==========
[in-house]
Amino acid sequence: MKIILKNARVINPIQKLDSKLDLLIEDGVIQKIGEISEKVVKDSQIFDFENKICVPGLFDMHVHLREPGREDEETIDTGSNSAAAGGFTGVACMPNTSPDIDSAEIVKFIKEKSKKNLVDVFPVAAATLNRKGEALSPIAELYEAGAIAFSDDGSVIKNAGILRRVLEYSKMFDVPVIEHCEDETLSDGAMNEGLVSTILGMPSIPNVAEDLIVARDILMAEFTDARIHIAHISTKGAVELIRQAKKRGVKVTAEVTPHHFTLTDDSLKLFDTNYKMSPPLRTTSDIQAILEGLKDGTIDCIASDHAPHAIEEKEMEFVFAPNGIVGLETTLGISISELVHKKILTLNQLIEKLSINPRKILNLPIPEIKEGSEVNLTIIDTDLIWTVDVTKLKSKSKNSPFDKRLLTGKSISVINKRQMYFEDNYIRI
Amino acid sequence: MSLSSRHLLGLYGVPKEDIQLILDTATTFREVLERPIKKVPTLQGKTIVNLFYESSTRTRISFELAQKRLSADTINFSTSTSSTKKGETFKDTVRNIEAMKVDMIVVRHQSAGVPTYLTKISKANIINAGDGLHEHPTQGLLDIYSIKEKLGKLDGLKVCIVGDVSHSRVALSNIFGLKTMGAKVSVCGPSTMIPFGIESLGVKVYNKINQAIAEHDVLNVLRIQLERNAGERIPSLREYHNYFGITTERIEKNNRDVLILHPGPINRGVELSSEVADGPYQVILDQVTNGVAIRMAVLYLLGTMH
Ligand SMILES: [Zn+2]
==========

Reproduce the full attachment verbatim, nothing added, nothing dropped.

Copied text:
[in-house]
Amino acid sequence: MKIILKNARVINPIQKLDSKLDLLIEDGVIQKIGEISEKVVKDSQIFDFENKICVPGLFDMHVHLREPGREDEETIDTGSNSAAAGGFTGVACMPNTSPDIDSAEIVKFIKEKSKKNLVDVFPVAAATLNRKGEALSPIAELYEAGAIAFSDDGSVIKNAGILRRVLEYSKMFDVPVIEHCEDETLSDGAMNEGLVSTILGMPSIPNVAEDLIVARDILMAEFTDARIHIAHISTKGAVELIRQAKKRGVKVTAEVTPHHFTLTDDSLKLFDTNYKMSPPLRTTSDIQAILEGLKDGTIDCIASDHAPHAIEEKEMEFVFAPNGIVGLETTLGISISELVHKKILTLNQLIEKLSINPRKILNLPIPEIKEGSEVNLTIIDTDLIWTVDVTKLKSKSKNSPFDKRLLTGKSISVINKRQMYFEDNYIRI
Amino acid sequence: MSLSSRHLLGLYGVPKEDIQLILDTATTFREVLERPIKKVPTLQGKTIVNLFYESSTRTRISFELAQKRLSADTINFSTSTSSTKKGETFKDTVRNIEAMKVDMIVVRHQSAGVPTYLTKISKANIINAGDGLHEHPTQGLLDIYSIKEKLGKLDGLKVCIVGDVSHSRVALSNIFGLKTMGAKVSVCGPSTMIPFGIESLGVKVYNKINQAIAEHDVLNVLRIQLERNAGERIPSLREYHNYFGITTERIEKNNRDVLILHPGPINRGVELSSEVADGPYQVILDQVTNGVAIRMAVLYLLGTMH
Ligand SMILES: [Zn+2]